Hibiscadelphus giffardianus

Common Names:
hau Kuahiwi
Growth Habit:
CPC Number:
Profile Contributors:
Fully Sponsored

Reference Links

ITIS - Tropicos - USDA Plants - Fish & WildLife

Participating Institutions

The following Participating Institutions are custodians for this species in the CPC National Collection:
National Tropical Botanical Garden

The conservation of Hibiscadelphus giffardianus is fully sponsored.


There are seven known species of Hibiscadelphus, which is a genus that is endemic to Hawaii. Four of those seven species are now extinct. H. giffardianus, one of the remaining 3 species, was discovered in 1911, and is known from only one tree in the wild. In 1930, this tree died, but one cutting taken from it survived. This remaining cutting died in cultivation in 1940, but not before yet another cutting was taken from it. This cutting grew to maturity, and the 9 known individuals of this species are descendants from it. (Baker & Allen 1977)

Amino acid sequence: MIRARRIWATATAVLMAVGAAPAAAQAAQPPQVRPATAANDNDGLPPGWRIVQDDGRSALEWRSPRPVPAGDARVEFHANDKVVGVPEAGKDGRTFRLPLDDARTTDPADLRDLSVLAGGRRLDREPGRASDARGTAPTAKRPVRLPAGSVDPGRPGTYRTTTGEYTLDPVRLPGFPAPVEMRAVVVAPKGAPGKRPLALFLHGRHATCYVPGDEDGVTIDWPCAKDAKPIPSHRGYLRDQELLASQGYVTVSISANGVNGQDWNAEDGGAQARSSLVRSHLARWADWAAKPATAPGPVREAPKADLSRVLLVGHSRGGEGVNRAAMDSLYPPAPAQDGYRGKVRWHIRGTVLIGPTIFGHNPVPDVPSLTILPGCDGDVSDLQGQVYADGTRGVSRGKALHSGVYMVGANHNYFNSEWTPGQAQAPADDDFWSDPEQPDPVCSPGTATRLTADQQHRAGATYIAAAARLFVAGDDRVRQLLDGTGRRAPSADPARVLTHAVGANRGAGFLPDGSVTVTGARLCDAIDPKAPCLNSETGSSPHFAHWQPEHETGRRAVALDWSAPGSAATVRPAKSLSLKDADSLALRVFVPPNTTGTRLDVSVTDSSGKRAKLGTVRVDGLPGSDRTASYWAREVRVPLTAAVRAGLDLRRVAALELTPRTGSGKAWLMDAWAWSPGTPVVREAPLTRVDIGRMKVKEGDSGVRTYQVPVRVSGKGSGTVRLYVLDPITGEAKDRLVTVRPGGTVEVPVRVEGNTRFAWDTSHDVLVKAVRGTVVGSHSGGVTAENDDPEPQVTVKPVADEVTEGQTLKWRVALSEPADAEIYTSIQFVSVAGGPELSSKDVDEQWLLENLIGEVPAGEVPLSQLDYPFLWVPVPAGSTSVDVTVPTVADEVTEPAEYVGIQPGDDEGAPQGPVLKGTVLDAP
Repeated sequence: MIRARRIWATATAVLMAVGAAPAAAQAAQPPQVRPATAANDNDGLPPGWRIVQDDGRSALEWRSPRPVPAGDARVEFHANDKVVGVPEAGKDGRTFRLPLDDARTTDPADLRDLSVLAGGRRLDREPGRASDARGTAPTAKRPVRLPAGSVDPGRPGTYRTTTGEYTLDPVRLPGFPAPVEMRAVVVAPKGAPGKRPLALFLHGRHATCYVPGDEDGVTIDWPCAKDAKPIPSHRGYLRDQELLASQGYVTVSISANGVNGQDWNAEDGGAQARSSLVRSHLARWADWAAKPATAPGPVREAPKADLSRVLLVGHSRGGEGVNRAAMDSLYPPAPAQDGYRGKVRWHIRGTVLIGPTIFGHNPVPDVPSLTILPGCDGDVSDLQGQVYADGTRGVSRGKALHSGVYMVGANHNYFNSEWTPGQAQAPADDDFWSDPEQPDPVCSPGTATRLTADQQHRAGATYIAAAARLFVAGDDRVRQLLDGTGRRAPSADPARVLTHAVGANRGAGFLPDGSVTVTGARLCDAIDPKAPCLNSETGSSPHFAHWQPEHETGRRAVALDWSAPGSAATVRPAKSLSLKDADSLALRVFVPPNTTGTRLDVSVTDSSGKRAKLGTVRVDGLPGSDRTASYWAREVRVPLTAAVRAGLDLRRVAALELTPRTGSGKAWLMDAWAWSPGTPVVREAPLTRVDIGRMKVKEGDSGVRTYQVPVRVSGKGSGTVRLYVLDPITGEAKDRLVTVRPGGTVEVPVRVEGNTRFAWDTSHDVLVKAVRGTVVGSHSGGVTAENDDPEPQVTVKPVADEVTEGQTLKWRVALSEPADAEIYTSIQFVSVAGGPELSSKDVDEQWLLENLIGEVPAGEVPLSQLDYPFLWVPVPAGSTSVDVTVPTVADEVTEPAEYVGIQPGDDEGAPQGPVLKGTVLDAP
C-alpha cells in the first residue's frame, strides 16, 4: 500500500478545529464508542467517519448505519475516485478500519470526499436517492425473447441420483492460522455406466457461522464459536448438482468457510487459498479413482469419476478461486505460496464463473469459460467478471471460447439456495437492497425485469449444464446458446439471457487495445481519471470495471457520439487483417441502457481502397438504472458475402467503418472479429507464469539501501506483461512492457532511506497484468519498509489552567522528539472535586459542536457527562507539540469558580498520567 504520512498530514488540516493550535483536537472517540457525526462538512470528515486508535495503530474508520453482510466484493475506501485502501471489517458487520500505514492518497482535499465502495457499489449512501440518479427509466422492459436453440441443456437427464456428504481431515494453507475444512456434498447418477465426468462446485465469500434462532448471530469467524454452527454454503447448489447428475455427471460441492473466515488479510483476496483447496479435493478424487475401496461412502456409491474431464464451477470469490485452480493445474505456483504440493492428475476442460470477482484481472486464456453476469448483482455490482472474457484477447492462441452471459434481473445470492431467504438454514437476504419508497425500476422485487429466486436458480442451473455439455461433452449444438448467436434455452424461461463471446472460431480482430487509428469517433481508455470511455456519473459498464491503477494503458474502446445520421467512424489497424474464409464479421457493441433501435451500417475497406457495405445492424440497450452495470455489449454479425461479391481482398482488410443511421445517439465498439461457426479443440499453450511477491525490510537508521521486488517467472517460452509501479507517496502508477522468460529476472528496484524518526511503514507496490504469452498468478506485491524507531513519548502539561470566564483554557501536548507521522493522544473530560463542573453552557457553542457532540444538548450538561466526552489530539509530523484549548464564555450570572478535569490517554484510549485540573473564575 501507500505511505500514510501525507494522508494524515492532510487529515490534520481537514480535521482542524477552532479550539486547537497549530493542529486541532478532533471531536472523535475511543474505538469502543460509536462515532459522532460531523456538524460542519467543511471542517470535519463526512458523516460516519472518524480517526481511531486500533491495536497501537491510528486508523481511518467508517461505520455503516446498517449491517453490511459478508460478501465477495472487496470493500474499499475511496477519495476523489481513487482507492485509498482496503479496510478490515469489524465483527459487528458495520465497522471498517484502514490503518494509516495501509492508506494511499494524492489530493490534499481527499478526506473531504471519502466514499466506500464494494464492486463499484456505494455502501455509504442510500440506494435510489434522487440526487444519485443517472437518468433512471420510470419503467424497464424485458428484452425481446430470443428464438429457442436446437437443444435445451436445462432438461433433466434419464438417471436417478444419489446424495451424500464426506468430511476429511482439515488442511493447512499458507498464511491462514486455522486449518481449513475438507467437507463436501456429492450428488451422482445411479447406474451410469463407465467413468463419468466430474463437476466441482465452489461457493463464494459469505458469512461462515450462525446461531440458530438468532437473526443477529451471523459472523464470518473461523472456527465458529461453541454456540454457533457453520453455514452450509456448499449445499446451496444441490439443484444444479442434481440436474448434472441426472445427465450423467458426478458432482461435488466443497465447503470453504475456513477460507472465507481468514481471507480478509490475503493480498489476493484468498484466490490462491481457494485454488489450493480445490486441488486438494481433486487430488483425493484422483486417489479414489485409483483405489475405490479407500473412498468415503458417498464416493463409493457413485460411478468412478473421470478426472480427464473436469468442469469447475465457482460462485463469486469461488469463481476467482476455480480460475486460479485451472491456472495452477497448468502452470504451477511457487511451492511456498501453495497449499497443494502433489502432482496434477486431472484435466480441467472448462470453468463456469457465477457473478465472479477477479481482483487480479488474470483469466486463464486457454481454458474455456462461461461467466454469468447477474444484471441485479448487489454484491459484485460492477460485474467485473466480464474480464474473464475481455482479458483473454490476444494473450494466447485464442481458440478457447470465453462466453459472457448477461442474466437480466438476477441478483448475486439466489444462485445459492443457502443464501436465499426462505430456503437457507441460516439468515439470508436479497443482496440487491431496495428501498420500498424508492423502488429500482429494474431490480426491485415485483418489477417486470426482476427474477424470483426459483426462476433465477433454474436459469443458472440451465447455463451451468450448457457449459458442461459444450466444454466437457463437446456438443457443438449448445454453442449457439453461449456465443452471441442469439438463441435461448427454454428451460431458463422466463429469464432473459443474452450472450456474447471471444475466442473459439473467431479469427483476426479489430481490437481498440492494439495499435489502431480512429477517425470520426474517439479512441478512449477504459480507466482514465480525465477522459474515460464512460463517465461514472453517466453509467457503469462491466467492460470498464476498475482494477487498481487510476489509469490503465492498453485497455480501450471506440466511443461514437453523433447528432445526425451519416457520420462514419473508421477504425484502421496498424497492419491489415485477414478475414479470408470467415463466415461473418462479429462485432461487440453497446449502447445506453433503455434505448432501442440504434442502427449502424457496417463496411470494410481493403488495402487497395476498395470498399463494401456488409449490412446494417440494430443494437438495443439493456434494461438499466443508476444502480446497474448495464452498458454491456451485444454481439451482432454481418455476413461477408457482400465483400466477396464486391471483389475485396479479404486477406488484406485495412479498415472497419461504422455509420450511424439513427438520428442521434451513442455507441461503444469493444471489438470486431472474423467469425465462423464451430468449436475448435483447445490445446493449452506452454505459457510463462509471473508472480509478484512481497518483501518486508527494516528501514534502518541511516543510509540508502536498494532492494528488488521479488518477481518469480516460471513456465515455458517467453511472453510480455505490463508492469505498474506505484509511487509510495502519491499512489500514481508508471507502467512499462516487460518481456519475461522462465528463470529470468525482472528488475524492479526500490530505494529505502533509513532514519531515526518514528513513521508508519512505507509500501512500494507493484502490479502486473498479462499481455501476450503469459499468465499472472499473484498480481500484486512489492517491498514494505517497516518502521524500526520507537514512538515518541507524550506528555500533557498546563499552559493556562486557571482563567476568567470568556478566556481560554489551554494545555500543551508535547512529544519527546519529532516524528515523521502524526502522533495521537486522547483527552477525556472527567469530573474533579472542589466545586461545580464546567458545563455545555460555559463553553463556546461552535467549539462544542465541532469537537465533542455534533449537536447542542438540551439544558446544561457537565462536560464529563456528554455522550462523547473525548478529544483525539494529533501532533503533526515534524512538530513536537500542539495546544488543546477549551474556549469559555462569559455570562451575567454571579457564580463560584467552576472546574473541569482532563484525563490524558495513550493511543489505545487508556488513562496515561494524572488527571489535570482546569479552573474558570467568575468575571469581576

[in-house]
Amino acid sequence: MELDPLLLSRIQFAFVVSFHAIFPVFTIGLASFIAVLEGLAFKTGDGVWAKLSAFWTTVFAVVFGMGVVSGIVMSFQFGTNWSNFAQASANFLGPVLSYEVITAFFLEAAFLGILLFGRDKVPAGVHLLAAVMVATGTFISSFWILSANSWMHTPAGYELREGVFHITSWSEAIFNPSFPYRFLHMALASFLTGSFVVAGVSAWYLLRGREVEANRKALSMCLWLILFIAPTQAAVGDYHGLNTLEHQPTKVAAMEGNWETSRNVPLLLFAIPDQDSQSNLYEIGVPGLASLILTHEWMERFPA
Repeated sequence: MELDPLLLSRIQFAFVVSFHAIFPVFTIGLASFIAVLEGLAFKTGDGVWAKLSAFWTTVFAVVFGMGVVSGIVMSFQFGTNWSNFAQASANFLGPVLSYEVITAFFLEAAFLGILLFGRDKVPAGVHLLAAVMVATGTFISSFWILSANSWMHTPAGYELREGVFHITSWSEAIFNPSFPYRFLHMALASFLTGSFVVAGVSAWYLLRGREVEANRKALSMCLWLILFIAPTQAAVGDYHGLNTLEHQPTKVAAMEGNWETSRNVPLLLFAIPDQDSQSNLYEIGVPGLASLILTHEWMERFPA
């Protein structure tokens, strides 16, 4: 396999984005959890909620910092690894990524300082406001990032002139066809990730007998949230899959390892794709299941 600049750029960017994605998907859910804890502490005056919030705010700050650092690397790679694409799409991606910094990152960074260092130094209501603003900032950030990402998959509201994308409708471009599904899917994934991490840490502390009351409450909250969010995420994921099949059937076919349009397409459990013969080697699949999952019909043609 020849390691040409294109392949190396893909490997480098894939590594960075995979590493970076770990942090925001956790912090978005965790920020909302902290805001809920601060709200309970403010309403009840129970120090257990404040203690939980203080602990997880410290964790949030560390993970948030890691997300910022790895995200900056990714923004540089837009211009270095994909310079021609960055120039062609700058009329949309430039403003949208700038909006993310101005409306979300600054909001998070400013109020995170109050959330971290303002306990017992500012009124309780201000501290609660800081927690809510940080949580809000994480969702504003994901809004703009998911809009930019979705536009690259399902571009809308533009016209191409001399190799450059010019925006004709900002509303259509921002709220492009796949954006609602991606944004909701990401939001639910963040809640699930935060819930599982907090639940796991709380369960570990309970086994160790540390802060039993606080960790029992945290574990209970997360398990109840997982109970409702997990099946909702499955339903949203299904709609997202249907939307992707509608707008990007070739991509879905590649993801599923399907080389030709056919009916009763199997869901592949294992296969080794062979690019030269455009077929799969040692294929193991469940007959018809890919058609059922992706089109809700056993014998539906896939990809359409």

A member of the hibiscus family (Malvaceae), H. giffardianus is a tree approximately 7 meters tall that exists only in cultivation. Trunks of this tree grow up to 30 centimeters in diameter and are whitish in color. The leaves of H. giffardianus are heart-shaped, 10 to 30 centimeters long with a broad tip. Flowers are solitary with a corolla that is grayish green externally and dark magenta within and 5 to 7 centimeters long. Five to seven filamentous bracts are borne below each flower and the calyx is pouch-like. The fruit of H. giffardianus are woody with star shaped hairs. This species can be differentiated from others in this endemic Hawaiian genus by its flower color, flower size, and filamentous bracts. Most cultivated trees of H. giffardianus are located at Volcanoes National Park.

Distribution & Occurrence


Conservation, Ecology & Research